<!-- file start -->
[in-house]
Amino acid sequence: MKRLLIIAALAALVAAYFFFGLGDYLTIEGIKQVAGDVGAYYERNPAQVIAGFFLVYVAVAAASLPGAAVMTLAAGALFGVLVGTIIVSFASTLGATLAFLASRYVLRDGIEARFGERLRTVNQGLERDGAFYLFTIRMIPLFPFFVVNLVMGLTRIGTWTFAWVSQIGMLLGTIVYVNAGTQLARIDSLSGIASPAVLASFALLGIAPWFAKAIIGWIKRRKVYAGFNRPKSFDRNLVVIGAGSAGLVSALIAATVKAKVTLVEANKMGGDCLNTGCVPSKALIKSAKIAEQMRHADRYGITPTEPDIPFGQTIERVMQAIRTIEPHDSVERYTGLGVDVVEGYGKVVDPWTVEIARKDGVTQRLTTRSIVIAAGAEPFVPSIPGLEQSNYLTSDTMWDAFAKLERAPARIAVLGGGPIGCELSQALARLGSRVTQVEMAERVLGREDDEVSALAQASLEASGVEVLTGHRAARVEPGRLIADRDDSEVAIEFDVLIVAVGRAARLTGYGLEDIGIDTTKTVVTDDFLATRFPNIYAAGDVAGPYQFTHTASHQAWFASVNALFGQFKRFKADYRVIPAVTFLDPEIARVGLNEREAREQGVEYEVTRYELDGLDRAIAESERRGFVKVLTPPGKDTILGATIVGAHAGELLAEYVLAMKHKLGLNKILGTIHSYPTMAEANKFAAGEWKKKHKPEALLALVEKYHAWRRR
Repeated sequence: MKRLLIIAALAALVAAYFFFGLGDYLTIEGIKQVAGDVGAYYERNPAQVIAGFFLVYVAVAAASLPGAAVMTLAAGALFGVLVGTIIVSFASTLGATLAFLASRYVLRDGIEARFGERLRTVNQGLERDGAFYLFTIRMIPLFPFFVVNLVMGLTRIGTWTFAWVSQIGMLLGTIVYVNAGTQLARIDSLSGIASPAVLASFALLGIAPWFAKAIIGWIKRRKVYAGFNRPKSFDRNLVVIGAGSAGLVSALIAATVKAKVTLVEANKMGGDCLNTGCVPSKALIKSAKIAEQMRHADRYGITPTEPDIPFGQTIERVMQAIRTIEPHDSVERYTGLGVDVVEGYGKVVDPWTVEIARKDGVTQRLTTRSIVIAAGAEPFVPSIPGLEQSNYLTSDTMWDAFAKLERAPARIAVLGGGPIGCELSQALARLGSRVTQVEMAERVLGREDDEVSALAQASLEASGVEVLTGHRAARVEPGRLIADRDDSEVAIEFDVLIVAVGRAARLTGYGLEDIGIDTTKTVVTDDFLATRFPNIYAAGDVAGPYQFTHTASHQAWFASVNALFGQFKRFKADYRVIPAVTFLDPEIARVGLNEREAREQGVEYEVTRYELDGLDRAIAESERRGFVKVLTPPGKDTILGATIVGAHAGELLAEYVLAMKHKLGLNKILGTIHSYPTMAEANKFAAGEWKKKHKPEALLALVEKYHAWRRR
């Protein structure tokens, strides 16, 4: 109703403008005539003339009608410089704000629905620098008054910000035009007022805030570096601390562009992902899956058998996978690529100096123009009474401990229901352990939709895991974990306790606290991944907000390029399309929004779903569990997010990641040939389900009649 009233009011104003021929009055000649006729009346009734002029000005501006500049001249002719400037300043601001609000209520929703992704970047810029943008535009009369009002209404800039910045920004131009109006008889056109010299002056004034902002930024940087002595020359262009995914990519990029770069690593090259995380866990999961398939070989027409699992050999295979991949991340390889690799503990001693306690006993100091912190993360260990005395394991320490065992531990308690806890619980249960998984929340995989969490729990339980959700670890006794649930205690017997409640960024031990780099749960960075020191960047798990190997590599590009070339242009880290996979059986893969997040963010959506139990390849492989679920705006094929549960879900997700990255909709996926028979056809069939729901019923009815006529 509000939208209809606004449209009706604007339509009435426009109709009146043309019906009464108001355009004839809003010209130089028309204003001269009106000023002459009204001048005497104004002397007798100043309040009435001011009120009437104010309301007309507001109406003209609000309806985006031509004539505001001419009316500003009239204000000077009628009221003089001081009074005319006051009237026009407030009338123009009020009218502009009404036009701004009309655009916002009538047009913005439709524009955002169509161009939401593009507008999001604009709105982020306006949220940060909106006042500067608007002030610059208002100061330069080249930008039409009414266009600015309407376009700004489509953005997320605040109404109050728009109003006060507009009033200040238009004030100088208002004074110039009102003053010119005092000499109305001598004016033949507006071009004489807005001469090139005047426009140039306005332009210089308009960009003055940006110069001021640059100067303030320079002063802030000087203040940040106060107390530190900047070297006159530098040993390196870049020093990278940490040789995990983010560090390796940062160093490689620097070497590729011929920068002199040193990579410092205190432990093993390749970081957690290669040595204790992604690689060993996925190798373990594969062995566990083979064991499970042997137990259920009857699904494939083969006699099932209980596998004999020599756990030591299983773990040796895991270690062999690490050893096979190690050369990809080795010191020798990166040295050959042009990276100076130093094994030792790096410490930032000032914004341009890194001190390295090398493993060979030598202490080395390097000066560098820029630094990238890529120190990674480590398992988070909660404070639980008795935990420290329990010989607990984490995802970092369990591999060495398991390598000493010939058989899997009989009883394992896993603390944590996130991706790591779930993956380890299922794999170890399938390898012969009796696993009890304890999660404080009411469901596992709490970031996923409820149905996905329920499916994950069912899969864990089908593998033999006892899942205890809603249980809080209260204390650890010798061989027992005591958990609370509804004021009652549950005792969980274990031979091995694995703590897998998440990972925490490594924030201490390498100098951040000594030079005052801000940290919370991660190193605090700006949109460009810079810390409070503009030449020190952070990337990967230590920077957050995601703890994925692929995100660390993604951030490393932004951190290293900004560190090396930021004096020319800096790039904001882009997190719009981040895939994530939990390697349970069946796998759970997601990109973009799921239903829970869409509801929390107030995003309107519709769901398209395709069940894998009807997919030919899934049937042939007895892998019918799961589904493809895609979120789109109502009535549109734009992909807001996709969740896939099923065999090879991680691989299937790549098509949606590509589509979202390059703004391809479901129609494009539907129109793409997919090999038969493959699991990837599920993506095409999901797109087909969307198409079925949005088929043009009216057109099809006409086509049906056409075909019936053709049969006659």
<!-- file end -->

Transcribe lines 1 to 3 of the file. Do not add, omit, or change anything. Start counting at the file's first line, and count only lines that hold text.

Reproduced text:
[in-house]
Amino acid sequence: MKRLLIIAALAALVAAYFFFGLGDYLTIEGIKQVAGDVGAYYERNPAQVIAGFFLVYVAVAAASLPGAAVMTLAAGALFGVLVGTIIVSFASTLGATLAFLASRYVLRDGIEARFGERLRTVNQGLERDGAFYLFTIRMIPLFPFFVVNLVMGLTRIGTWTFAWVSQIGMLLGTIVYVNAGTQLARIDSLSGIASPAVLASFALLGIAPWFAKAIIGWIKRRKVYAGFNRPKSFDRNLVVIGAGSAGLVSALIAATVKAKVTLVEANKMGGDCLNTGCVPSKALIKSAKIAEQMRHADRYGITPTEPDIPFGQTIERVMQAIRTIEPHDSVERYTGLGVDVVEGYGKVVDPWTVEIARKDGVTQRLTTRSIVIAAGAEPFVPSIPGLEQSNYLTSDTMWDAFAKLERAPARIAVLGGGPIGCELSQALARLGSRVTQVEMAERVLGREDDEVSALAQASLEASGVEVLTGHRAARVEPGRLIADRDDSEVAIEFDVLIVAVGRAARLTGYGLEDIGIDTTKTVVTDDFLATRFPNIYAAGDVAGPYQFTHTASHQAWFASVNALFGQFKRFKADYRVIPAVTFLDPEIARVGLNEREAREQGVEYEVTRYELDGLDRAIAESERRGFVKVLTPPGKDTILGATIVGAHAGELLAEYVLAMKHKLGLNKILGTIHSYPTMAEANKFAAGEWKKKHKPEALLALVEKYHAWRRR
Repeated sequence: MKRLLIIAALAALVAAYFFFGLGDYLTIEGIKQVAGDVGAYYERNPAQVIAGFFLVYVAVAAASLPGAAVMTLAAGALFGVLVGTIIVSFASTLGATLAFLASRYVLRDGIEARFGERLRTVNQGLERDGAFYLFTIRMIPLFPFFVVNLVMGLTRIGTWTFAWVSQIGMLLGTIVYVNAGTQLARIDSLSGIASPAVLASFALLGIAPWFAKAIIGWIKRRKVYAGFNRPKSFDRNLVVIGAGSAGLVSALIAATVKAKVTLVEANKMGGDCLNTGCVPSKALIKSAKIAEQMRHADRYGITPTEPDIPFGQTIERVMQAIRTIEPHDSVERYTGLGVDVVEGYGKVVDPWTVEIARKDGVTQRLTTRSIVIAAGAEPFVPSIPGLEQSNYLTSDTMWDAFAKLERAPARIAVLGGGPIGCELSQALARLGSRVTQVEMAERVLGREDDEVSALAQASLEASGVEVLTGHRAARVEPGRLIADRDDSEVAIEFDVLIVAVGRAARLTGYGLEDIGIDTTKTVVTDDFLATRFPNIYAAGDVAGPYQFTHTASHQAWFASVNALFGQFKRFKADYRVIPAVTFLDPEIARVGLNEREAREQGVEYEVTRYELDGLDRAIAESERRGFVKVLTPPGKDTILGATIVGAHAGELLAEYVLAMKHKLGLNKILGTIHSYPTMAEANKFAAGEWKKKHKPEALLALVEKYHAWRRR